• Vol. 28 No. 2, 245–251
  • 15 March 1999

Use of Ligase Chain Reaction and Polymerase Chain Reaction on Urine Specimens to Detect Chlamydia trachomatis Infections in a Sexually Transmitted Diseases Clinic in Singapore

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ABSTRACT

This study was done to assess the specificity and sensitivity of the DNA amplification assays of ligase chain reaction (LCR) and polymerase chain reaction (PCR) on urine specimens to detect Chlamydia trachomatis infections in both male and female patients seen at a sexually transmitted diseases (STD) clinic in Singapore, compared with other diagnostic methods currently in use.

A total of 100 patients were selected; 50 male patients diagnosed with non-gonococcal urethritis based on symptoms and a positive Gram stained urethral smear and 50 female asymptomatic sex workers were assessed. Automated assays using LCR and PCR were used, and compared to enzyme immunoassays, chlamydial cell cultures and PCR of urethral and endocervical swab specimens.

In male patients, LCR and PCR of urine specimens had sensitivities of 100%, compared to 87.0% for PCR of urethral swab specimen, 82.6% for enzyme immunoassay (EIA) and 91.3% for cell cultures. In female patients, LCR and PCR of urine samples achieved sensitivities of 77.8% and 88.9% respectively, compared with 55.6% for PCR of endocervical swab specimens, 22.2% for EIA and 66.7% for cell cultures.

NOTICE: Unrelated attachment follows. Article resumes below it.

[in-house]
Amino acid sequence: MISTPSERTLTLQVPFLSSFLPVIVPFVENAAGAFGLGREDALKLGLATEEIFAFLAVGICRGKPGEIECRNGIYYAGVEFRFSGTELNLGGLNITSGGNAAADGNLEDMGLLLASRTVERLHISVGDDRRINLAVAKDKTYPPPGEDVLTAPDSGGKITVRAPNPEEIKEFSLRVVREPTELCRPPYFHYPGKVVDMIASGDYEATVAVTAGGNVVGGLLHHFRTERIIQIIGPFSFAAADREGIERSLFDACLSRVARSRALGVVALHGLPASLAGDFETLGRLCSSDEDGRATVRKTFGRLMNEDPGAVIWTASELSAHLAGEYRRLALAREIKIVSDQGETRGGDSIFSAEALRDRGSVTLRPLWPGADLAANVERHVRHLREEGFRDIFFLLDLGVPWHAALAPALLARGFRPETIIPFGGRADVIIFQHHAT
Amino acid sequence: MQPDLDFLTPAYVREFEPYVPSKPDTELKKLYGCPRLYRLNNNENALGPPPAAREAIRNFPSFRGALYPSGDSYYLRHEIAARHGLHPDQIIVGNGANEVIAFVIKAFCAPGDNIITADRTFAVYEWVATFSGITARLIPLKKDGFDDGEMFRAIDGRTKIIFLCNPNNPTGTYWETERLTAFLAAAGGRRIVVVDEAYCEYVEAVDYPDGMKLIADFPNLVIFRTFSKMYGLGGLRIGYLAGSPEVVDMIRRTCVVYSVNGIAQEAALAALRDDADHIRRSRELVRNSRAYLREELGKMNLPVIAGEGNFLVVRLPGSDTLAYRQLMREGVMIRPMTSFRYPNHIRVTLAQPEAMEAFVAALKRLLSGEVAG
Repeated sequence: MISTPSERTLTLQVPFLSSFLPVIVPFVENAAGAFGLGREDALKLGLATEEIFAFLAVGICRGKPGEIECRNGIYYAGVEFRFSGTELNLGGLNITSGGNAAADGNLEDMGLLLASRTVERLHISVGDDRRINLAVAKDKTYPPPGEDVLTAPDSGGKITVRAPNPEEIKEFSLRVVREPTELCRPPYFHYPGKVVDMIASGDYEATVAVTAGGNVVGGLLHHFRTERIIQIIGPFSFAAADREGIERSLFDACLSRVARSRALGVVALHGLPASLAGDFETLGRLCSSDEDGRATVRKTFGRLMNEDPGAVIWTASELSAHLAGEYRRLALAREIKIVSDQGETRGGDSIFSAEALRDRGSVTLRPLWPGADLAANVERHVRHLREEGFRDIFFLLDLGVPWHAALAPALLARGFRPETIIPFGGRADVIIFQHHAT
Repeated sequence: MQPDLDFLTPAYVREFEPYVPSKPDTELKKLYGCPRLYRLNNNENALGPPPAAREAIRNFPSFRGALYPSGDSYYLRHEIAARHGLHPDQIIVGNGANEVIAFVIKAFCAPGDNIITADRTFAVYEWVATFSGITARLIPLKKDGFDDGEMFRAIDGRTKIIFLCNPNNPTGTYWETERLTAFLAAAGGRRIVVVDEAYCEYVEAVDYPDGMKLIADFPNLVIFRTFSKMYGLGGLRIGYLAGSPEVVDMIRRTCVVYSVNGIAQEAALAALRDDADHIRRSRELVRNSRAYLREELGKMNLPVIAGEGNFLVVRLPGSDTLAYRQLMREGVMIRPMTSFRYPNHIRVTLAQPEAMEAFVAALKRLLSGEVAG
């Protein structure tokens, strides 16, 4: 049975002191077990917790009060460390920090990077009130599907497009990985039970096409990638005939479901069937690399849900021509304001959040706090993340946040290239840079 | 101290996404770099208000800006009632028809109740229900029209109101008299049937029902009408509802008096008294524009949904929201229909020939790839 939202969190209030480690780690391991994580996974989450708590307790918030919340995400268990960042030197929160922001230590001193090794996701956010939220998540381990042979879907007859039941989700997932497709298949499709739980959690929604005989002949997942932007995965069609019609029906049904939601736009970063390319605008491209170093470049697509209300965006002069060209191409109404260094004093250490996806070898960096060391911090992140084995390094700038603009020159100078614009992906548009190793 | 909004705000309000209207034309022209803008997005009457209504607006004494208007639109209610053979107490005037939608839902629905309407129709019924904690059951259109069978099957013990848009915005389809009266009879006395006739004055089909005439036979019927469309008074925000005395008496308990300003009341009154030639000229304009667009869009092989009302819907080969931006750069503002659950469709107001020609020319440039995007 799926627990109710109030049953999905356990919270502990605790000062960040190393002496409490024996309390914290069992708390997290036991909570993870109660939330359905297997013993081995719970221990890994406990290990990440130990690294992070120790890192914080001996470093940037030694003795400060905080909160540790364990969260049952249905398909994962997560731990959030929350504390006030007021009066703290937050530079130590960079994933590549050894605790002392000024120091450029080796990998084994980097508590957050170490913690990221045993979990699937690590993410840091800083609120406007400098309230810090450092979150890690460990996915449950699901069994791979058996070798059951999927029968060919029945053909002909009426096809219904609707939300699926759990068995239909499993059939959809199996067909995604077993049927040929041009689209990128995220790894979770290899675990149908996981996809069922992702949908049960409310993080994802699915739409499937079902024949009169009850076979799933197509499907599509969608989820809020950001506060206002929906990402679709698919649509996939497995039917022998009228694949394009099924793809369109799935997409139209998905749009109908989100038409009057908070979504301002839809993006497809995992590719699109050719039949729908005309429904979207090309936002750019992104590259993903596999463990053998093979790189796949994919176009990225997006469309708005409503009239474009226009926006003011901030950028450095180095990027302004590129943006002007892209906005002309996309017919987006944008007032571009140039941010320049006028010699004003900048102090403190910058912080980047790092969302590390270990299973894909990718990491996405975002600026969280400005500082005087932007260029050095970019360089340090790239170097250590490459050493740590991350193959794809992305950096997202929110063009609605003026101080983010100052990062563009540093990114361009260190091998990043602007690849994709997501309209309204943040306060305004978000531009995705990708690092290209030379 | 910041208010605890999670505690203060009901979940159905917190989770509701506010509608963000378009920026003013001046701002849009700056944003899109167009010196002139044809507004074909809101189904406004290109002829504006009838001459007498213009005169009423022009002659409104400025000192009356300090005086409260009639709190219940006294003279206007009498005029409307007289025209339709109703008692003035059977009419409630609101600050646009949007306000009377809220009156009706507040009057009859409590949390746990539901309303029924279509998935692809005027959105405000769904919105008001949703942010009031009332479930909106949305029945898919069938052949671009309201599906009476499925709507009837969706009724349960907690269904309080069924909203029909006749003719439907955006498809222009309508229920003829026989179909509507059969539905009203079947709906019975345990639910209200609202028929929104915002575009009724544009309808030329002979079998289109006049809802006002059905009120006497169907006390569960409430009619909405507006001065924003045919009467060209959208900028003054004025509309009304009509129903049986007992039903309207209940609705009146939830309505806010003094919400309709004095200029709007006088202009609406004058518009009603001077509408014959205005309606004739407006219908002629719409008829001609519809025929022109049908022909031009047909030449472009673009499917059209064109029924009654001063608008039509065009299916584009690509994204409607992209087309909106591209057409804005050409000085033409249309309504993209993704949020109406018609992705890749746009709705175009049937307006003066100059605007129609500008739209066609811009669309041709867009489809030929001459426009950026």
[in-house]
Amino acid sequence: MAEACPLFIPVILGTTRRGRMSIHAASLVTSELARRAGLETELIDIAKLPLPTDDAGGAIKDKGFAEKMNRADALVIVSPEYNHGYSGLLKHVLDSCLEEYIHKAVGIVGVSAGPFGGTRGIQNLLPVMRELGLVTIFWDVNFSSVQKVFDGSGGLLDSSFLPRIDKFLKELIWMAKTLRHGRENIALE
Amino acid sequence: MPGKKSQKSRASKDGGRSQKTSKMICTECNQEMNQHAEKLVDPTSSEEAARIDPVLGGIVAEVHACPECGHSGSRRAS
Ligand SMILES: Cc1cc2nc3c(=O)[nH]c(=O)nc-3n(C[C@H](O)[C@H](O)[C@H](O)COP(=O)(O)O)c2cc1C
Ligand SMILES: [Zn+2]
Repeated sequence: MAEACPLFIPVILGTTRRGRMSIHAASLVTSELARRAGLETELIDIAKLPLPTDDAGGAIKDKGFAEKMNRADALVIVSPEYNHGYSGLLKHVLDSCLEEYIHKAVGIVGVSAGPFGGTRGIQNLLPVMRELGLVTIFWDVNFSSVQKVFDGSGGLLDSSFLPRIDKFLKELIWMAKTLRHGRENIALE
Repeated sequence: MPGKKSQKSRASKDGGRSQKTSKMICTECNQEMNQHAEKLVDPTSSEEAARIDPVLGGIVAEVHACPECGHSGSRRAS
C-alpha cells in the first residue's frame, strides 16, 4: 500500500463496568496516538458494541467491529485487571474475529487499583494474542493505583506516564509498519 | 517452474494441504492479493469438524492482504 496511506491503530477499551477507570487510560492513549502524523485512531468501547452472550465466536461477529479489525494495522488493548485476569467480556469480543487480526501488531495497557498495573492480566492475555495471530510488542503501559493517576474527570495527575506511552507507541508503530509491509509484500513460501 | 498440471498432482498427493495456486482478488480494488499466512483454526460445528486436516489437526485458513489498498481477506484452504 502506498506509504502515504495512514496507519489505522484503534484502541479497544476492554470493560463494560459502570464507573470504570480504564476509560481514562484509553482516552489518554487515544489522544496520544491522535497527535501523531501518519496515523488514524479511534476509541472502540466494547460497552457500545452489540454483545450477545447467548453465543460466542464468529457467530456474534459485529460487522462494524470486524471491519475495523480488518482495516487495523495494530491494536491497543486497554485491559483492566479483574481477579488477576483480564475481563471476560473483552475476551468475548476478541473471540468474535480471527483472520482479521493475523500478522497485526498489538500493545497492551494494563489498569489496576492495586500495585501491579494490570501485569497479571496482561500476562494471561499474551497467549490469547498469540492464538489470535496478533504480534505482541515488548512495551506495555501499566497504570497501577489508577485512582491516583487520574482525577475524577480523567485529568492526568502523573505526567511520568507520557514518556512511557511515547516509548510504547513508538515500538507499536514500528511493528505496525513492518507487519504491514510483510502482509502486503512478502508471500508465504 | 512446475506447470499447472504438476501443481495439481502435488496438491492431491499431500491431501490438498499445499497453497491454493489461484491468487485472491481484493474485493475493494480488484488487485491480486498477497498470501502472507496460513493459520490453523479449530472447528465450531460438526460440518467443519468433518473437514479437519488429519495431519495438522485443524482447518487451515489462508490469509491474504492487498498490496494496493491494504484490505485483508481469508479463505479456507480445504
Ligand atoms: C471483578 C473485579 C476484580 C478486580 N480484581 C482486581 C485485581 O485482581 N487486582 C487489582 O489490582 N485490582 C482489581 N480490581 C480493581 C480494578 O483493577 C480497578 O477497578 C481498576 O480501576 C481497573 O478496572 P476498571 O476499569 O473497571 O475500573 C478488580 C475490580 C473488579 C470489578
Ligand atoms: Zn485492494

LCR and PCR of urine samples provided higher sensitivity compared to cell cultures, EIA and PCR of urethral and endocervical swab specimens. The use of LCR and PCR on urine as a non-invasive means of detecting chlamydial infections is viable, and may have a role to play in population-based screening programmes.


Infections caused by Chlamydia trachomatis are amongst the most common bacterial sexually transmitted diseases (STDs) in the world, causing substantial morbidity in young sexually-active people. C. trachomatis causes a variety of clinical syndromes in males (including urethritis and epididymitis), females (including cervicitis and pelvic inflammatory disease), and new-borns (including conjunctivitis and pneumonia).

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